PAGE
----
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Symptoms of sinusitis and how to differentiate each type

Symptoms of sinusitis, also called rhinosinusitis, occur when there is a sinus infection, which is an inflammation of the sinus mucus, these are structures that surround the nasal cavities. In this disease, there is often pain in the face, nasal secretion and headaches, although the symptoms may vary slightly according to the cause of the disease and the general health and sensitivity of each person.

In general, sinusitis is suspected when there are 2 or more of these symptoms:

  • Pain in the face region, especially in the regions of the cheekbones, around the nose and the eyes;
  • Headache or on the face that gets worse when lowering the head or lying down;
  • Nasal discharge and congestion, which may be white, yellowish or greenish;
  • Cough, especially at bedtime;
  • Fever above 38ºC;
  • Bad breath, which worsens as other symptoms become more intense.

In infants or young children, in order to know if they have sinusitis, you should be alert for the presence of nasal secretions accompanied by signs such as irritability, fever, drowsiness and difficulty in breastfeeding, even with foods they usually like.

Inflammation of the nasal sinuses during sinusitis
Inflammation of the nasal sinuses during sinusitis

How to differentiate each type of sinusitis

Sinusitis, is an inflammation that has many causes, such as:

1. Viral sinusitis

In about 80% of cases, viral sinusitis happens due to a simple cold, and it appears in people with symptoms of runny nose, usually transparent or yellowish, but also can turn greenish.

This type of sinus infection causes lighter or more bearable symptoms and, when there is fever, it does not usually pass 38ºC. In addition, viral sinusitis may be accompanied by other viral symptoms such as sore throat, conjunctivitis, sneezing, and blocked nose.

2. Allergic sinusitis

The symptoms of allergic sinusitis are similar to those of viral sinusitis. However, it happens in people who have had a recent crisis of allergic rhinitis, or who have been exposed to situations that usually cause sneezing and allergies in some people, such as a cold, dry environment, clothes or old books, for example.

It is common for people who have an allergy crisis to have an itchy nose and throat, frequent sneezing, and redness of the eyes.

3. Bacterial Sinusitis 

Bacterial sinusitis only occurs in 2% of the cases of this disease. It is usually suspected when there is fever above 38.5 ° C, severe pain on the face and purulent discharge from the nose and throat, or when symptoms, even if mild, persist for more than 10 days.

4. Fungal Sinusitis

Fungal sinusitis is frequent in people who have persistent sinus infections, which does not improve with treatment and with symptoms that drag on for a long time. In these cases, there may be a symptom only located in one region of the face, and usually does not cause other symptoms such as runny nose and fever.

Symptoms of sinusitis and how to differentiate each type

The physician after clinical evaluation and physical examination, differentiates the causes. However, as they are similar, it can be difficult to identify the exact cause.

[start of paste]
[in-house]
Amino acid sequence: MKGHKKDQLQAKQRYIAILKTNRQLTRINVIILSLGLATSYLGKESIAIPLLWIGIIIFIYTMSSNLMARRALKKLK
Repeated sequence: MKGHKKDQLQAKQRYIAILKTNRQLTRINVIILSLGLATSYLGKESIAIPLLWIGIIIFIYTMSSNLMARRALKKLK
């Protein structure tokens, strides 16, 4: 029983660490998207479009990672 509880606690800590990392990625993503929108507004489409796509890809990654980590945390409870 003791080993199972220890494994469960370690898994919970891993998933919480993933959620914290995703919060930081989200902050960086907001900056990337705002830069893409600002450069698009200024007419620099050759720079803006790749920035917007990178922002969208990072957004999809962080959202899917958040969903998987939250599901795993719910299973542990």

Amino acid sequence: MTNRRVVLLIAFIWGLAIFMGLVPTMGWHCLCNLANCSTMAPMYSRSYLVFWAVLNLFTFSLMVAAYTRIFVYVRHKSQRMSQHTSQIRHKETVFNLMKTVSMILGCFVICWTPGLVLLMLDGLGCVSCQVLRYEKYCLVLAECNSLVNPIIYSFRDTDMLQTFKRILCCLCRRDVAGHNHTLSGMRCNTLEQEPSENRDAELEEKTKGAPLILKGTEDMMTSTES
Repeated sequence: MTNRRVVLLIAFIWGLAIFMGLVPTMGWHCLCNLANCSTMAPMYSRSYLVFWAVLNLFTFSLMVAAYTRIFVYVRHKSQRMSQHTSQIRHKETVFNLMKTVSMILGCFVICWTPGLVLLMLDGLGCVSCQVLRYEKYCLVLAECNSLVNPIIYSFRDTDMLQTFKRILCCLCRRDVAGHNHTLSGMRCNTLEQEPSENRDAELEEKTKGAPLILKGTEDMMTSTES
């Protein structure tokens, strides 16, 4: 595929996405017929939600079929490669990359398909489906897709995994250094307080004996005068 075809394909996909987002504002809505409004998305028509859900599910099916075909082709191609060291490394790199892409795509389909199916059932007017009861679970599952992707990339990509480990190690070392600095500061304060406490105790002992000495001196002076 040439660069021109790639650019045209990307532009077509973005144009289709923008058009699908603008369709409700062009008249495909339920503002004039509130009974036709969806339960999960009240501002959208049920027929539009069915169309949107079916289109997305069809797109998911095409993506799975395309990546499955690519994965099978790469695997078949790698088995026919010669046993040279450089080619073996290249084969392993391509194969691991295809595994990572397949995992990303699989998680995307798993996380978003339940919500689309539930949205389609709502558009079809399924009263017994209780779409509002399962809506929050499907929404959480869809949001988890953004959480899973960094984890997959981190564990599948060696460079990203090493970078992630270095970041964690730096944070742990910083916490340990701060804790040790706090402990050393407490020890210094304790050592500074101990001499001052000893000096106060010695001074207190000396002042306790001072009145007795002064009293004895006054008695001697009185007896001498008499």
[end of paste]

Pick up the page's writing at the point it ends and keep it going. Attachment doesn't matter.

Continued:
There are also other rarer causes, such as tumors, polyps, strokes or chemical irritations, which should be suspected by the doctor in specific situations.

How is diagnosis reached

To diagnose sinusitis, it is only needed the clinical evaluation of a general practitioner or otorhinolaryngologist. Tests such as blood tests, X-rays, and CT scans are not necessary but may be helpful in some cases where there is doubt about the diagnosis or cause of sinusitis.

According to the duration of the infection, sinusitis can be divided into:

  • Acute, when it lasts up to 4 weeks;
  • Subacute, when it lasts between 4 and 12 weeks;
  • Chronic, when the duration is greater than 12 weeks, with micro-organisms resistant to the treatment, that can extend for several years.

Acute sinusitis is the most common type; however, subacute or chronic sinusitis can occur in people who have antibiotic-resistant bacteria, because of repeated or incorrect use of this medication, or after periods of hospital admission or surgery, for example.

Chronic sinusitis can also occur in people who are prone to accumulation of secretions in the sinuses, because of changes in the mucus of the area, or by certain diseases that may thicken the mucus, such as cystic fibrosis.

What to do in case of sinusitis

In the presence of symptoms that indicate sinusitis, which are accompanied by fever, purulent secretion in the nose, and intense pain on the face, one should seek a general practitioner or otorhinolaryngologist, who will recommend appropriate treatment for the disease.

Generally, if there are only cold symptoms or if the symptoms improve with home care in up to 7 to 10 days, it is recommended to use medications to relieve symptoms such as painkillers, anti-inflammatory drugs or corticosteroids, as it is probably a viral or allergic sinusitis. See some recipes of natural remedies for sinusitis that may help to alleviate the symptoms.

However, if the symptoms are severe, if fever is present, or if they do not improve within 10 days, antibiotics such as Amoxicillin may be needed.

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